Draft Thanet Local Plan - 2031 - Pre-Submission Publication, Regulation 19

Air Quality

16.18 The Environment Act 1995 established a local air quality management regime which requires local authorities to review and assess ambient air quality in their areas against health-based standards for a number of specific pollutants as set out in regulations. It is then required to produce an Air Quality Action Plan. If there is a risk that levels of air pollution in any part of an authority's area will be higher than the prescribed objectives then the authority is required to designate an Air Quality Management Area (AQMA).

16.19 Thanet generally has good air quality; however there are areas at The Square in Birchington, the junction of Hereson Road/Boundary Road and High Street St Lawrence, Ramsgate where air quality is poor due to pollution from road transport. An urban wide Air Quality Management Area has been declared to enable effective management of air quality. The transport strategy that accompanies the plan is aiming to address this issue by proposing road improvements and new links to form an "inner circuit". Further details are available in chapter 6 New Strategic Routes Policy.

Map 6 - Thanet Urban Air Quality Management Area

16.20 Planning is an effective tool to improve air quality. It can be used to locate development to reduce emissions overall, and reduce the direct impacts of new development, through policy requirements.

16.21 An AQMA makes consideration of the air quality impacts of a proposed development important. However, there is still a need to regard air quality as a material factor in determining planning applications in any location. This is particularly important where the proposed development is not physically within the AQMA, but could have adverse impacts on air quality within it, or where air quality in that given area is close to exceeding guideline objectives itself.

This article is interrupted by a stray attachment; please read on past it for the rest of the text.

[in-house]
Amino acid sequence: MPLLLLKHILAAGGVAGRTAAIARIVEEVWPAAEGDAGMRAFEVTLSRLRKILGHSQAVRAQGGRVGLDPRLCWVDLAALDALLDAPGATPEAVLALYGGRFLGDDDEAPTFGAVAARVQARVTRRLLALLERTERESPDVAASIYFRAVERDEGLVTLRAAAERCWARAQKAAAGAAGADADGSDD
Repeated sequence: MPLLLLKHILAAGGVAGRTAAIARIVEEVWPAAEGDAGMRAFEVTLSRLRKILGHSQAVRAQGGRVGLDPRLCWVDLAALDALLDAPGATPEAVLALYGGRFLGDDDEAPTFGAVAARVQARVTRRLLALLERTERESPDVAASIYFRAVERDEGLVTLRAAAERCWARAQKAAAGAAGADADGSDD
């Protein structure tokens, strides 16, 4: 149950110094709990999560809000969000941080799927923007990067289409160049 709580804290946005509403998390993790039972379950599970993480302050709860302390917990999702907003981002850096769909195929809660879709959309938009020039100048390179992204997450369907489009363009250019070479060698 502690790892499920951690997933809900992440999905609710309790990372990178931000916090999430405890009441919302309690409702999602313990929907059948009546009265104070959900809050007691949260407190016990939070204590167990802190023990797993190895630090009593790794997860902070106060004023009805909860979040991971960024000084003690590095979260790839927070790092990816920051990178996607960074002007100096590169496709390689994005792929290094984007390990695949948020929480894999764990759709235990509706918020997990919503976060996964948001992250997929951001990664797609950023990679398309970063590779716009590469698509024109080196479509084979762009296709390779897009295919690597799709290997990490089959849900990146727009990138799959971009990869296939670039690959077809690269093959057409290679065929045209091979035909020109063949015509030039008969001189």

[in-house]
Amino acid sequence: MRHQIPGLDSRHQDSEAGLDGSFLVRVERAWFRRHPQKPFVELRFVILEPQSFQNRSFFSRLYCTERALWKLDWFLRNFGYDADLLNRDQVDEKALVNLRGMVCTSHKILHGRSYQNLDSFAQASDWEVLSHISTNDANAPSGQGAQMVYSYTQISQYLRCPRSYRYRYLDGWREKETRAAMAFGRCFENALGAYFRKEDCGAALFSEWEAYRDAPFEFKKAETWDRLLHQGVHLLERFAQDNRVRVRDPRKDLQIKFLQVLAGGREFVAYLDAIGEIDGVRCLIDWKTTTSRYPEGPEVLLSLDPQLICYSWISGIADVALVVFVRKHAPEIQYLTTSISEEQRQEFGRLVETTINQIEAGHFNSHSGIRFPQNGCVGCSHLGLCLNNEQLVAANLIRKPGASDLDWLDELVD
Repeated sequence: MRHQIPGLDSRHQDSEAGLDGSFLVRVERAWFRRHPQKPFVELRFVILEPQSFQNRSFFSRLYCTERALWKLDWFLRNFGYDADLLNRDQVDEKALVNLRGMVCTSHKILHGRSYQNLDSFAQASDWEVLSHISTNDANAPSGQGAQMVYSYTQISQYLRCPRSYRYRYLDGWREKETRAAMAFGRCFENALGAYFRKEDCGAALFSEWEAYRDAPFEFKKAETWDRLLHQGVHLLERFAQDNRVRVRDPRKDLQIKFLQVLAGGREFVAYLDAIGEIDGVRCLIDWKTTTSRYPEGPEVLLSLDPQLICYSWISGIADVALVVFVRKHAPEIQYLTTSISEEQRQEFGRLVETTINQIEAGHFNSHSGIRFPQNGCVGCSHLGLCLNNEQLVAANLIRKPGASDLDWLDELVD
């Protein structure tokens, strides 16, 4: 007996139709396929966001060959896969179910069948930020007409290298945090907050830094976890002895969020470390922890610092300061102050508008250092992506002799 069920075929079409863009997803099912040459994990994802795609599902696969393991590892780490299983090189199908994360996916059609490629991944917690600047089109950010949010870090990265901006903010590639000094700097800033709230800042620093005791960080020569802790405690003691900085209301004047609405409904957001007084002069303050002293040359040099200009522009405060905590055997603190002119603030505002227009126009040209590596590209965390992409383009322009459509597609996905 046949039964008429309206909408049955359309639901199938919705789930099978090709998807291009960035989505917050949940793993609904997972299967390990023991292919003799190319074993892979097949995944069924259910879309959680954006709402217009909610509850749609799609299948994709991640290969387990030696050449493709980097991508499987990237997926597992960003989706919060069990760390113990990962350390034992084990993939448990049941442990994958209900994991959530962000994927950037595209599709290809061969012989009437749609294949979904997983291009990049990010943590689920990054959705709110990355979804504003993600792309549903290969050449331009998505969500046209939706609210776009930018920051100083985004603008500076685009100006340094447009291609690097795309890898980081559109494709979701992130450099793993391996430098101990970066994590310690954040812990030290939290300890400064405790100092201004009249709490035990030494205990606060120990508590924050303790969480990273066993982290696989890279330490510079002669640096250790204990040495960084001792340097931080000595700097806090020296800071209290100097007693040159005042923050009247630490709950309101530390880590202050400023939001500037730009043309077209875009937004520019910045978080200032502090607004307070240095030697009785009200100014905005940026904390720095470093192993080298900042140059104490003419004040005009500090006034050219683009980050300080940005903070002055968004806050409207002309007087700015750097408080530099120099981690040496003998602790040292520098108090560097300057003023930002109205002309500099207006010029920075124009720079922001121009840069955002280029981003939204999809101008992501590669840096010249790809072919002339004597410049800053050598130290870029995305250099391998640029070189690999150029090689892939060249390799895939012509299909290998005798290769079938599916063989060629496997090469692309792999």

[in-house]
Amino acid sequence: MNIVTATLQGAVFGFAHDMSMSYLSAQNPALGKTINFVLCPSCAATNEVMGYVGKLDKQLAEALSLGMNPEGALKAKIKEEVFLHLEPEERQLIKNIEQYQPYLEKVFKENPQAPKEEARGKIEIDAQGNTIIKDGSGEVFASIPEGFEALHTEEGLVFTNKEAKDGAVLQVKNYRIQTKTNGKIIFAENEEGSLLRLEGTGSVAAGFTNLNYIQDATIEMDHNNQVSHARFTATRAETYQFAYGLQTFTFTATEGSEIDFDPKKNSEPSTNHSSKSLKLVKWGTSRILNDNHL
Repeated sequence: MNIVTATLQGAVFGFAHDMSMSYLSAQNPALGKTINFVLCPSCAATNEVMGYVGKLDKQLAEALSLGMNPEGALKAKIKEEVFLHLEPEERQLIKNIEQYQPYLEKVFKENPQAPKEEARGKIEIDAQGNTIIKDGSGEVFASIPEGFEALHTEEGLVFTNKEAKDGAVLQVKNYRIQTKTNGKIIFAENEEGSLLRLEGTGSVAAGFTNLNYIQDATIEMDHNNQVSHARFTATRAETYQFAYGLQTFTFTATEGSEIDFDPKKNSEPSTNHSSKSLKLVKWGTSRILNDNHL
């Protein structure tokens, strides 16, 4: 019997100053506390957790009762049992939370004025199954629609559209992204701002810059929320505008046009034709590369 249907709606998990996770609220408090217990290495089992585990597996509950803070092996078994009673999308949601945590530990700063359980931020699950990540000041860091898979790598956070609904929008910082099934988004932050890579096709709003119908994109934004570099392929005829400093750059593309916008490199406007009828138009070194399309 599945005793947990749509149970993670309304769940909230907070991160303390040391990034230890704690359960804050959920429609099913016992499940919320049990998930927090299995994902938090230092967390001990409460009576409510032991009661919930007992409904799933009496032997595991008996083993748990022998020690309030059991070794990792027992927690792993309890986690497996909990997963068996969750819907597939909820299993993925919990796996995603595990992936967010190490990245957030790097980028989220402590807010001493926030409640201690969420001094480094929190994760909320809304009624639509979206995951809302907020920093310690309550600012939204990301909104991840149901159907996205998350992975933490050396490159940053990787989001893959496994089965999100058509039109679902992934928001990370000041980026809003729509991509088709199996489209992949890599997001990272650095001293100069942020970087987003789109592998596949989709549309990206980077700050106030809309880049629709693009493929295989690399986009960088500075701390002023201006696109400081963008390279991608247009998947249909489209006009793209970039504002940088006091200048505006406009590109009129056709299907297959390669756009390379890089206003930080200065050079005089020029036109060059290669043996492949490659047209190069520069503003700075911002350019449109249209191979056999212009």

16.22 The Council has produced an Air Quality Technical Planning Guidance August 2016, in conjunction with the Kent and Medway Air Quality Partnership. The guidance sets out the approach that should be adopted from pre-application stage through to submitting details to the local planning authority. The process involves initial screening to see if the development does not require any assessment and/or mitigation or if the development requires an air quality assessment and/or an emissions mitigation assessment. Advice from the Council's air quality officer should be sought early on in the process.

16.23 Developments that require the submission of an Air Quality Assessment include the following:

1) If the development is likely to have a significant impact upon an AQMA

2) If the development has the potential to cause a deterioration in local air quality (i.e. once completed it will increase pollutant concentrations)

3) If the development is located in an area of poor air quality (i.e. it will expose future occupiers to unacceptable pollutant concentrations) whether the site lies within a designated AQMA or, if so advised by the Local Authority, or a "candidate" AQMA